The score comes from the NPS Question, that is: “On a scale of 0 to 10, how likely is it that you would recommend our organisation to a friend or colleague?”

Based on the number a customer chooses, they are classified into one of the above three categories. The scores are broken down as follows:

  • 0 – 6: Detractors
  • 7 – 8: Passives
  • 9 – 10 Promoters

One of the key benefits of the NPS is that it measures customer loyalty and therefore the likelihood of gaining new and repeat business. If the client gives high satisfaction and high-value scores, rest assured the customer experience is great.

In today’s market, with social media amplifying the power of recommendations and subscription business models gaining prevalence, innovation, and differentiation in customer experience has become increasingly important. Simply getting the basics right is no longer enough. It has also become increasingly clear that organisations benefit most from NPS when they embed customer satisfaction and loyalty data into the day-to-day operations of the business.

Brands like Amazon, Apple, and even Uber Eats have provided customers with the ability to engage in experiences that are designed around their specific needs and wants – and customers like it. As expectations around experiences evolve those brands that are unable to deliver will undoubtedly lose the affection of their customers. This reality creates the need for organisations in all sectors and industries and of all sizes to ask themselves what they are doing to both understand what their customers want and need and what steps are they taking to be able to evolve their experiences to deliver on those expectations.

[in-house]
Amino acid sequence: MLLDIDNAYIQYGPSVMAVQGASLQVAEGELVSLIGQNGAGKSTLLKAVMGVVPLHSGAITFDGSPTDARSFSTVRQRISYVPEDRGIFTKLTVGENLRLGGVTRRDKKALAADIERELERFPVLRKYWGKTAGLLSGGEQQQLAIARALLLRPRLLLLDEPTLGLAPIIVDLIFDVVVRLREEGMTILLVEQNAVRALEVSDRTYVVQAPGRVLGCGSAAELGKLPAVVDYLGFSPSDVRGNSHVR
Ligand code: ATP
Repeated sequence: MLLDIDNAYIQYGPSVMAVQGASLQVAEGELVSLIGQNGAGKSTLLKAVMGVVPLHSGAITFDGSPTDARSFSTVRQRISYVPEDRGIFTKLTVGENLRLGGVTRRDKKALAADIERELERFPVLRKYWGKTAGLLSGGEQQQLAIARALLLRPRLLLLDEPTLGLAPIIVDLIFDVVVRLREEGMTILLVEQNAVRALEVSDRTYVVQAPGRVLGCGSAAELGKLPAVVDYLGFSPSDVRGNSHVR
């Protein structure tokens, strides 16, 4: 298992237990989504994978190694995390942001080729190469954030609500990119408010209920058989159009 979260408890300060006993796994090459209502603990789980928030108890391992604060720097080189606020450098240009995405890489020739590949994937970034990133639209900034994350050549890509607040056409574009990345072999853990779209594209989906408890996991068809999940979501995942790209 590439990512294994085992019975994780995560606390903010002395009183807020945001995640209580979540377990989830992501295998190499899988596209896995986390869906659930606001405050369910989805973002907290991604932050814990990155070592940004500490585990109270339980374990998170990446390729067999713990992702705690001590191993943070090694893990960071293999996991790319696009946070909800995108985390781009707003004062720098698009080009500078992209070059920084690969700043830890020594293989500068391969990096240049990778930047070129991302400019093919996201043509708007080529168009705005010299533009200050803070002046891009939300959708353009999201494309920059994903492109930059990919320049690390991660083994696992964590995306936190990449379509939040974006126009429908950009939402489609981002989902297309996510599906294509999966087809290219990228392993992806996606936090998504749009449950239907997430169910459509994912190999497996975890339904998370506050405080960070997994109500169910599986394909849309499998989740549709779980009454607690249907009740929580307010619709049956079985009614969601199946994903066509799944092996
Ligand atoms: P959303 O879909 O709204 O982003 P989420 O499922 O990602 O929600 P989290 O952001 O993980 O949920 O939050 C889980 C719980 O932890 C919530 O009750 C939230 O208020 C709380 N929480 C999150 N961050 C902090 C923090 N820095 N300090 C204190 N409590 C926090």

Key to Customer Experience

As mentioned earlier in the article, customer experience is a customer’s overall perception of your company, based on their interactions with it. It includes every touchpoint a customer has with your business, whether it’s the moment they first hear about you, through to the time they call with a complaint.

In short, good customer experience can be achieved if you:

  • Make listening to customers a top priority across the business
  • Use customer feedback to develop an in-depth understanding of your customers
  • Implement a process to help you gather feedback, analyse it, and act on it regularly
  • Reduce friction and solve your customers’ specific problems and unique challenges

It’s not rocket science: a good customer experience comes from asking your customers’ questions, listening to their responses, and actioning their feedback.